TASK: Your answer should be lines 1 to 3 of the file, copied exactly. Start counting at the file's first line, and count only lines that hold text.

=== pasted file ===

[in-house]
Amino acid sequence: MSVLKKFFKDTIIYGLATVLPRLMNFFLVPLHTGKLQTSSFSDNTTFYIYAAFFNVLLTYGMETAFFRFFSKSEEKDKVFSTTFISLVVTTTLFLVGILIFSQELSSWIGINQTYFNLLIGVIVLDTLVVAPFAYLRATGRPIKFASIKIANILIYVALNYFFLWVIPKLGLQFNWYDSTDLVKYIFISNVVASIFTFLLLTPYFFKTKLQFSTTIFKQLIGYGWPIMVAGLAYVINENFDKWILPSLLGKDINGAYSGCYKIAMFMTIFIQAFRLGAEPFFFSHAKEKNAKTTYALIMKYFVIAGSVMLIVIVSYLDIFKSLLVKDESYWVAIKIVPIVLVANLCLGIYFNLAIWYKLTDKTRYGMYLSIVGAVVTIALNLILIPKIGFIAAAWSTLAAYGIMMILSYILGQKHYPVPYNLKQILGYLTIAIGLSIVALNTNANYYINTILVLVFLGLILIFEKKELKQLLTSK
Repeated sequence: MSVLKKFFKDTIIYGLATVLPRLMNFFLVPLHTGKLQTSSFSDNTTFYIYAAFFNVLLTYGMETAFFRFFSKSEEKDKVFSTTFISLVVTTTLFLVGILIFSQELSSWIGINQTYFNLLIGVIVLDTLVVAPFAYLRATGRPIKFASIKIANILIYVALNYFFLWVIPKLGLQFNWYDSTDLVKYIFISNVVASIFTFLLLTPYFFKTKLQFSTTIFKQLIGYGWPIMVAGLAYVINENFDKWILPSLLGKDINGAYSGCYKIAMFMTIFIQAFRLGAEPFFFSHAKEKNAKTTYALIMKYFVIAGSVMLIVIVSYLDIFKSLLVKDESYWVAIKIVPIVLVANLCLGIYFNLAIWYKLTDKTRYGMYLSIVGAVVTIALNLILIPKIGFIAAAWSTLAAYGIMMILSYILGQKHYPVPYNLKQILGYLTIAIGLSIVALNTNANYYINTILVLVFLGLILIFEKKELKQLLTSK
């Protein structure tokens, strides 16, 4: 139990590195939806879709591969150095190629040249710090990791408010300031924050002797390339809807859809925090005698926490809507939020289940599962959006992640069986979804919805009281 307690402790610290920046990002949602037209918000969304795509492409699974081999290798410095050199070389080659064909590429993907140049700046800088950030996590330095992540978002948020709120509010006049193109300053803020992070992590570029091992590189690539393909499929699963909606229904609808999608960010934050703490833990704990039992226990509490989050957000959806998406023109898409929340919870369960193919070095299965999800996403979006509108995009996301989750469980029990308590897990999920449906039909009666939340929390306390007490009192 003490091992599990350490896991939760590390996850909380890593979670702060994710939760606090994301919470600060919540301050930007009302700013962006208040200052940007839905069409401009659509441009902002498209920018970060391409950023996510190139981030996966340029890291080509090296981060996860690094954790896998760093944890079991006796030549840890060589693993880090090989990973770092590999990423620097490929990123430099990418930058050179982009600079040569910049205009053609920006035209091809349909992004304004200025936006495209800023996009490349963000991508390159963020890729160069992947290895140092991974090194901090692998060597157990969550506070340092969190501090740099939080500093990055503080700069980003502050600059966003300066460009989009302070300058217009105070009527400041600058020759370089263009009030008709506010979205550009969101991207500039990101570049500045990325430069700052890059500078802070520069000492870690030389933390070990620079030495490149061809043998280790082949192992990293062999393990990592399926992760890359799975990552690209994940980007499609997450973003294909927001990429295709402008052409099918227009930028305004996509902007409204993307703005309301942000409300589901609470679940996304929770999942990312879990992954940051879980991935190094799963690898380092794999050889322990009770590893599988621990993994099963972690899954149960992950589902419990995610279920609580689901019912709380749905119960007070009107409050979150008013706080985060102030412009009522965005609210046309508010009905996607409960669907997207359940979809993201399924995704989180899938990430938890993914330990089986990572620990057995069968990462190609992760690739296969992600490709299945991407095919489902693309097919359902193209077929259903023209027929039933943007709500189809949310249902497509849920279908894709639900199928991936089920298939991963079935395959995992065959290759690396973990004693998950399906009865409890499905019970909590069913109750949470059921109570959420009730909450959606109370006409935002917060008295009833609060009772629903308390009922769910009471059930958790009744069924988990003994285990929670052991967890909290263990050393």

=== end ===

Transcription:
[in-house]
Amino acid sequence: MSVLKKFFKDTIIYGLATVLPRLMNFFLVPLHTGKLQTSSFSDNTTFYIYAAFFNVLLTYGMETAFFRFFSKSEEKDKVFSTTFISLVVTTTLFLVGILIFSQELSSWIGINQTYFNLLIGVIVLDTLVVAPFAYLRATGRPIKFASIKIANILIYVALNYFFLWVIPKLGLQFNWYDSTDLVKYIFISNVVASIFTFLLLTPYFFKTKLQFSTTIFKQLIGYGWPIMVAGLAYVINENFDKWILPSLLGKDINGAYSGCYKIAMFMTIFIQAFRLGAEPFFFSHAKEKNAKTTYALIMKYFVIAGSVMLIVIVSYLDIFKSLLVKDESYWVAIKIVPIVLVANLCLGIYFNLAIWYKLTDKTRYGMYLSIVGAVVTIALNLILIPKIGFIAAAWSTLAAYGIMMILSYILGQKHYPVPYNLKQILGYLTIAIGLSIVALNTNANYYINTILVLVFLGLILIFEKKELKQLLTSK
Repeated sequence: MSVLKKFFKDTIIYGLATVLPRLMNFFLVPLHTGKLQTSSFSDNTTFYIYAAFFNVLLTYGMETAFFRFFSKSEEKDKVFSTTFISLVVTTTLFLVGILIFSQELSSWIGINQTYFNLLIGVIVLDTLVVAPFAYLRATGRPIKFASIKIANILIYVALNYFFLWVIPKLGLQFNWYDSTDLVKYIFISNVVASIFTFLLLTPYFFKTKLQFSTTIFKQLIGYGWPIMVAGLAYVINENFDKWILPSLLGKDINGAYSGCYKIAMFMTIFIQAFRLGAEPFFFSHAKEKNAKTTYALIMKYFVIAGSVMLIVIVSYLDIFKSLLVKDESYWVAIKIVPIVLVANLCLGIYFNLAIWYKLTDKTRYGMYLSIVGAVVTIALNLILIPKIGFIAAAWSTLAAYGIMMILSYILGQKHYPVPYNLKQILGYLTIAIGLSIVALNTNANYYINTILVLVFLGLILIFEKKELKQLLTSK